Only one NHRA POWERade tour team owner had entries in all three pro categories at last weekend's season-opening Winternationals in Pomona, Calif.
Don Schumacher fielded a Top Fuel dragster, three Funny Cars and two Pro Stock racecars. But by the end of the day on Sunday, he had not a single trophy in his hands.
Schumacher knows that in drag racing, bigger isn't always better.
"It was a disappointment," said Schumacher from his corporate headquarters in Chicago on Thursday. "But it was the first race of the season and you always discover that there are bugs that still need to be worked out. We weren't the only team that had some tough sledding so we'll just take what we learned to Phoenix next week and hope for better luck."
Schumacher has gathered a veritable All-Pro roster of blue chip talent into his immense operation, which is the largest in the sport. His son, Tony -- the defending POWERade
Champion -- drives the U.S. Army Top Fuel dragster; Whit Bazemore, Gary Scelzi and Ron Capps make up his Funny Car battalion; and Jeg Coughlin Jr. and Richie Stevens headline his new Pro Stock lineup with the legendary Bob Glidden handling mechanical setups.
On Sunday, Tony was a second round loser in Top Fuel while Bazemore advanced to the F/C semifinals, losing to eventual race winner Tommy Johnson Jr. All of the other Team Schumacher drivers were first-round victims, including Scelzi who ran a career-best elapsed time, 4.717, at a career-best 331.53 mph, but lost on a holeshot to Phil Burkart thanks to an uncharacteristically tardy .154 reaction time.
"Gary is really taking that loss on himself," said Schumacher. "He's down about it, especially when you look at the fantastic numbers he ran. He obviously had the best car on raceday based on performance, but I reminded him that he's won plenty of rounds because of his driving and he has nothing to be ashamed of."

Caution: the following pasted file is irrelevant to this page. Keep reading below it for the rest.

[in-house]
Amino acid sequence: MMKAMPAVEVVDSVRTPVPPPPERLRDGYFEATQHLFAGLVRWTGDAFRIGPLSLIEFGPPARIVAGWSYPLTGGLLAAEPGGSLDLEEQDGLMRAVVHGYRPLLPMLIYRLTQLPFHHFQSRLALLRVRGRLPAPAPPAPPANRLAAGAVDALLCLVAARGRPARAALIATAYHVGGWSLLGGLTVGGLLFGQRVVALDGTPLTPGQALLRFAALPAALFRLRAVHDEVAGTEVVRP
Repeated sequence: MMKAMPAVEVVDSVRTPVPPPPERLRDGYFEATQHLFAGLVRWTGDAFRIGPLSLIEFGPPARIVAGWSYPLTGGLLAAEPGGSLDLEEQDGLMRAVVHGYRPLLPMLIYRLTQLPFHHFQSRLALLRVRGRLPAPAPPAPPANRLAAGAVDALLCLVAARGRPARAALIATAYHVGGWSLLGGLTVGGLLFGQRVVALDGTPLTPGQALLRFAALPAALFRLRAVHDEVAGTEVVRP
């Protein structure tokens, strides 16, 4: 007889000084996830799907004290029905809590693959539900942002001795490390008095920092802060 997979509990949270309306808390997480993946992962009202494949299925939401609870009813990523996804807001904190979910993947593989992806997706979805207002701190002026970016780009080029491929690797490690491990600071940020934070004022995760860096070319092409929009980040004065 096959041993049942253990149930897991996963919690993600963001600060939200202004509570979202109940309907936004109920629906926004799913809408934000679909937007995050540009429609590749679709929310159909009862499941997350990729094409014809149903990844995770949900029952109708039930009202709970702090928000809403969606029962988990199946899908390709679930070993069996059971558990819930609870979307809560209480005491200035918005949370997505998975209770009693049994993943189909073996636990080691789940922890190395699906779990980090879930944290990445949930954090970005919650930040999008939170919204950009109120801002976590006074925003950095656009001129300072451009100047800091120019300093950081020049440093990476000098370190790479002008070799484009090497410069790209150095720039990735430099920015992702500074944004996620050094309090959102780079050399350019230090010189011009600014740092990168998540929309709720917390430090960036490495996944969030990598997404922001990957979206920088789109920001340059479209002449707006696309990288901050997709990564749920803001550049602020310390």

Going zero-for-6 in the season's first race is a bitter pill to swallow for a team owner who was a renowned Funny Car star 30 years ago, driving a string of nitro machines bearing unforgettable names such as "Stardust" and "Wonder Wagon."
Does the pressure of running a successful battery charger company in Chicago while leading drag racing's biggest fleet of rolling stock ever become overwhelming?
"Toward last year, I have to admit, I was beginning to feel a bit scattered," he said. "Recently, I've hired some people who have been able to give me a lot of help in the various areas of my business and that's made a difference."
Of course, the question which frequently pops up during any conversation with Schumacher is whether there's the possibility of expanding his enormous team even further.
To that he said, "I'm always on the lookout for opportunities from the business and sponsorship side. I've said many times how I'd like to have a second Top Fuel car to give us a strategic benefit racing against the Kalitta three-car team.
"But (crew chief) Alan Johnson thinks a second car could be a distraction, and besides, we won the championship last year with one car and I firmly believe we have the ability to win it again."
Bill Stephens covers NHRA for ESPN.com.